Loose Typing

Make your own tools

As developers, we're far too fond of the blunt, primitive tools we find lying around at the bottom of the software development stack - logs, CI GUIs, low-level bash commands, inflexible build scripts. Too rarely do we write bespoke, higher-order tools to make ourselves more productive and the job more enjoyable. We're missing out on real opportunities to go faster.

When we're writing production or test code which gets repetitive or unwieldy, it's not long before we naturally break it up into chunks and compose those chunks together at a higher, more useful level, then as things grow still more we refactor that and compose over it, and so on up the ladder of abstraction. We don't end up writing files of source code thousands of lines long, or at least I hope not. But when it comes to the machinery of software development, we're perfectly happy bolting together the same old steps by hand. We seem unaware that we're death-marching through numerous repetitive, un-factored-out, long-winded, ambiguously-defined, error-prone steps time and time again.

What would be so wrong in daring to create project-specific tools? Not just traditional automation, but an interface which is deliberately, intimately tailored to the software we're currently engaged in producing? It could be something we use at the command line or REPL, or even through its own GUI.

There are many reasons why we tend not to write our own tools, or tend not to give much love to the ones we do create.

  1. We can get by using the facilities we already have, albeit inefficiently, so we allow ourselves to be drugged by comforting familiarity and forget that it's possible to improve.

  2. When we're not very experienced, we take it as read that everything's been done for us. "Surely Maven is all you need!"

  3. It's quite easy to write a wiki page to capture complex, often-repeated processes. You get to be a published author! Your effort is evident to others, and they'll thank you for it. And it's comforting to follow instructions by rote - at least for the first few times.

  4. We're easily demotivated by the effort required to make something new, even if its utility is blindingly obvious.

  5. Admittedly, automation sometimes hides things which it's useful to see, especially at the start of a project or a new kind of activity. That's why manual testing is still valuable. But this shouldn't stop us continually assessing how to avoid day-to-day drudgery.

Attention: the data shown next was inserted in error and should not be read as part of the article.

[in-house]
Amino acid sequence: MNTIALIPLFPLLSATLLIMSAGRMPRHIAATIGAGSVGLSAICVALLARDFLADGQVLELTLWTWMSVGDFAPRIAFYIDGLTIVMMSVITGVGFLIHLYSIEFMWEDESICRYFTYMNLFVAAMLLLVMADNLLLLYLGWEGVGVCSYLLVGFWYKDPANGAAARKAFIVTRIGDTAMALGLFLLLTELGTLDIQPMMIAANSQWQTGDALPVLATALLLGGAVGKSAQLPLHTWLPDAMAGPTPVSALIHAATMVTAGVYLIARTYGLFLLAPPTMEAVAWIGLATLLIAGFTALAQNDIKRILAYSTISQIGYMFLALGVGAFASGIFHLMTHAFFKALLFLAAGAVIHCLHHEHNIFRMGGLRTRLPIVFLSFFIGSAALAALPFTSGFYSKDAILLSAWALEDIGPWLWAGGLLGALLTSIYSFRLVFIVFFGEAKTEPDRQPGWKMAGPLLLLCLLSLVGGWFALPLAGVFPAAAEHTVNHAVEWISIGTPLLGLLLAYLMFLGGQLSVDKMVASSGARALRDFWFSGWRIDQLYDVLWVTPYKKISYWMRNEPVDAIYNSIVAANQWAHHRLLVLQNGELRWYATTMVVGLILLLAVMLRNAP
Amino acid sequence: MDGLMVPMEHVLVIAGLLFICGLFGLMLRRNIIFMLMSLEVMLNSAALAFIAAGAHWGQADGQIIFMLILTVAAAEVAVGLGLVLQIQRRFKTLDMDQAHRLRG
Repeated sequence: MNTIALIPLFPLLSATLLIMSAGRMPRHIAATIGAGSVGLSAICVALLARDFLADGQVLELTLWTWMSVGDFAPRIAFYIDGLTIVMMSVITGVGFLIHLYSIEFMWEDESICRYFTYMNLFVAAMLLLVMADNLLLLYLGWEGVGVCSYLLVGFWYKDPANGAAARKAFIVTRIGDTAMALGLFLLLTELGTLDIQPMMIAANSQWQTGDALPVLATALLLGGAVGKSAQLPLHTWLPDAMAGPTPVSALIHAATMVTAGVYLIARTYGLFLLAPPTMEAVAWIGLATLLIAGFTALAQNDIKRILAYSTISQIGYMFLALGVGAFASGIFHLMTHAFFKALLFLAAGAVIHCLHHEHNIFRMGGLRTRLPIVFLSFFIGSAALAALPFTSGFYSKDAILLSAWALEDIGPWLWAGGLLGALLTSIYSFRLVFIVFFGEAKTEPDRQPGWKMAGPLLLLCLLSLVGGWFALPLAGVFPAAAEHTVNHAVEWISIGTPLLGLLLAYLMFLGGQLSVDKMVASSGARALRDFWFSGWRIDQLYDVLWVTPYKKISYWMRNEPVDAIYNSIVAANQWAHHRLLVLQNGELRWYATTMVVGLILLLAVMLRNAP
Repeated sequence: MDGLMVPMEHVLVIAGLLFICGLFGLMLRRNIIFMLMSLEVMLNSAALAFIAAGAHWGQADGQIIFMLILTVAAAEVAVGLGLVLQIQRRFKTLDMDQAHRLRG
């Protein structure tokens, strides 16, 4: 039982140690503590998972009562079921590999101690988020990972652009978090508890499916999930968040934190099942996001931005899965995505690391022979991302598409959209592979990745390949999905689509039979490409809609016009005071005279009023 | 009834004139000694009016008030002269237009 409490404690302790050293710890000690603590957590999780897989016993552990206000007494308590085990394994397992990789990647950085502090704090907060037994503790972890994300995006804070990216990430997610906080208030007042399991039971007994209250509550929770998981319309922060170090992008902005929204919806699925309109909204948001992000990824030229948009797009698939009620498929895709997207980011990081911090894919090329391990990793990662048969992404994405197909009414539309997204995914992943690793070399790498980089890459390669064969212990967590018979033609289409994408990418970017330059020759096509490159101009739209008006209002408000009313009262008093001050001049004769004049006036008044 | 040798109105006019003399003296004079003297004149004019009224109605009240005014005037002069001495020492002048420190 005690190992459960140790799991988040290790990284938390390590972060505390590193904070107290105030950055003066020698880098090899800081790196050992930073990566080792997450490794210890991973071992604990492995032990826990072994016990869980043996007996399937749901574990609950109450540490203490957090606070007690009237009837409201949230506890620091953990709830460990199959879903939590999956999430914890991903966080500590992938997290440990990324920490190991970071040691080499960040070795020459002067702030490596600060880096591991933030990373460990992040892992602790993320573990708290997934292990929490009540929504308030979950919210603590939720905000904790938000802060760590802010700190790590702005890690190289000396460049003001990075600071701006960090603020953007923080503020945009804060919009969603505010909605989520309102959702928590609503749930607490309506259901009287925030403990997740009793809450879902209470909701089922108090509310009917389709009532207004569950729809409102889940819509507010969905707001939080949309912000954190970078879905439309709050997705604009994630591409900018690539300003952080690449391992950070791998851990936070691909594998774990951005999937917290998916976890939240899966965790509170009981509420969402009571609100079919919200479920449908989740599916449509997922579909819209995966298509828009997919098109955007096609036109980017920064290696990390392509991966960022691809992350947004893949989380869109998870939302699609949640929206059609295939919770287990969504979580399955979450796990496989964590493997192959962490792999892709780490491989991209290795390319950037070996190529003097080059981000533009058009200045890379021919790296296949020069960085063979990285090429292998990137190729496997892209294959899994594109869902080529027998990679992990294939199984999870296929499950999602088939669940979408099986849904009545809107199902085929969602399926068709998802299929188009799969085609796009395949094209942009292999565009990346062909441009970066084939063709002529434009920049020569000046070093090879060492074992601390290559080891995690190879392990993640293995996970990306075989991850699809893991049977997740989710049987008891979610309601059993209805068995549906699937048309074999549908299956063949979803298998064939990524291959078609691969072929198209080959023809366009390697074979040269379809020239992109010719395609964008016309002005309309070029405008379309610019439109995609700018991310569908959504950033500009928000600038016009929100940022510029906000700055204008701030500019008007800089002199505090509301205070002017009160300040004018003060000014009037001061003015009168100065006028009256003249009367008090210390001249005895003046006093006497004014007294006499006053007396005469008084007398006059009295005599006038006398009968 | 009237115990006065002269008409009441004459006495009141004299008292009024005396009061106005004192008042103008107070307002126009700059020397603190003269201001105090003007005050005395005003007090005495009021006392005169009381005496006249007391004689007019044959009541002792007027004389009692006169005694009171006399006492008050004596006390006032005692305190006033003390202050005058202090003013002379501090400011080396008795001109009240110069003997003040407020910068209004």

6. When we're working at scales where the effort definitely would be worth our while, there's often too much weight of opinion behind old practices, and we're engaged in so much fire-fighting - ironically often exacerbated by the very lack of tooling - that we can't think clearly anyway.

  7. Software development work is often ultimately dictated or influenced by someone who hasn't experienced the value of taking stock and investing in improving the delivery process itself. "Delivery-focussed" people like this see a team writing its own tools as a self-indulgence.

  8. Writing tools to solve messy software development problems often involves understanding many kinds of technologies - eg in infrastructure or cloud automation - and not everyone has the confidence nor the breadth of knowledge required to bring them all together.

  9. There might be a Product out there which Already Does This. Writing something specific to your situation might be seen as unnecessary effort, even if there's every chance the enterprise equivalent is expensive, bloated and doesn't in practice do what you need, or at least not without considerable customisation. And money. And formal procedures for requesting installation. And teams of experts. And time spent finding nothing useful about it on StackOverflow. And restrictions born of the fact that it's shared by many people. And downtime.

  10. Larger companies, especially, tend to mandate the use of specific toolsets, and explicitly making more tools is officially naughty. "We already have everything we need!" Which will either be nothing or one of those bloated enterprise things.

  11. Ground-up efforts to improve software delivery often see developers use tools, languages or patterns which are novel to the rest of the team, and as a result the initiative is frowned upon.

  12. Conversely, when it comes to writing tools we're often suckered by convention into believing we can't use the first-class programming language we're using in our core deliverables.

  13. When we're done writing our tools, there might not be anywhere acceptable to host or distribute whatever we've written, and so it won't get used and can't be promoted.

  14. Finally, some of us give the whole 'invent what you need' principle a bad name because in the past we've applied it for the wrong reasons, preferring to solve an easier, more interesting and mostly unrelated problem rather than the one our clients care about and are paying us for.


Once you start giving yourself permission to invent what you need, the ideas pile on thick and fast. In a way, that's another reason why I've failed in the past to take the first step, because by the time I steel myself up to it, the first step looks decidedly drab compared to the grandiose vision in my head, and it all seems unachievable. "Time travel! Fantastic! Oh, wait - what shall I use for the UI?" Once I realise my first step can't get me straightaway to something like Brett Victor's round-tripping code editor, I give up then and there.

So let's come back down to reality. The first few steps to giving ourselves powerful tools should be deliberately simple. Then we'll see more and more opportunities for improvement using the skills we already have at our fingertips. And that is the most motivating thing about delivering software: making a useful difference more quickly than last time, getting to powerful and interesting levels of abstraction, and giving yourself more time to think.